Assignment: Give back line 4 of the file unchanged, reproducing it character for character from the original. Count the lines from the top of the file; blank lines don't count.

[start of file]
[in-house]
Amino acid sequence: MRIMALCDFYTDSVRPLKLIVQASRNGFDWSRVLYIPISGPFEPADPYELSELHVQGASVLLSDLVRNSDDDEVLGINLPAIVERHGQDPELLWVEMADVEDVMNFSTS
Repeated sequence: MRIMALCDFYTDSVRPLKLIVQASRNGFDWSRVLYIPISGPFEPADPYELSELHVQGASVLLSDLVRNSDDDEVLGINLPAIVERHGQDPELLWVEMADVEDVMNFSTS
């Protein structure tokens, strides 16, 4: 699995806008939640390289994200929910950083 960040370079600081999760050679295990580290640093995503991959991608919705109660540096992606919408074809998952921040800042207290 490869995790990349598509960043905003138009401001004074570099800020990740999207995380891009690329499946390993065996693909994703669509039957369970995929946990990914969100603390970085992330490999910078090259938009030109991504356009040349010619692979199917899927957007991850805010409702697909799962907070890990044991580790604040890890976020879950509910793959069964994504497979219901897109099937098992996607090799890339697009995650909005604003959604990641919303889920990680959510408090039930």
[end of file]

């Protein structure tokens, strides 16, 4: 699995806008939640390289994200929910950083 960040370079600081999760050679295990580290640093995503991959991608919705109660540096992606919408074809998952921040800042207290 490869995790990349598509960043905003138009401001004074570099800020990740999207995380891009690329499946390993065996693909994703669509039957369970995929946990990914969100603390970085992330490999910078090259938009030109991504356009040349010619692979199917899927957007991850805010409702697909799962907070890990044991580790604040890890976020879950509910793959069964994504497979219901897109099937098992996607090799890339697009995650909005604003959604990641919303889920990680959510408090039930």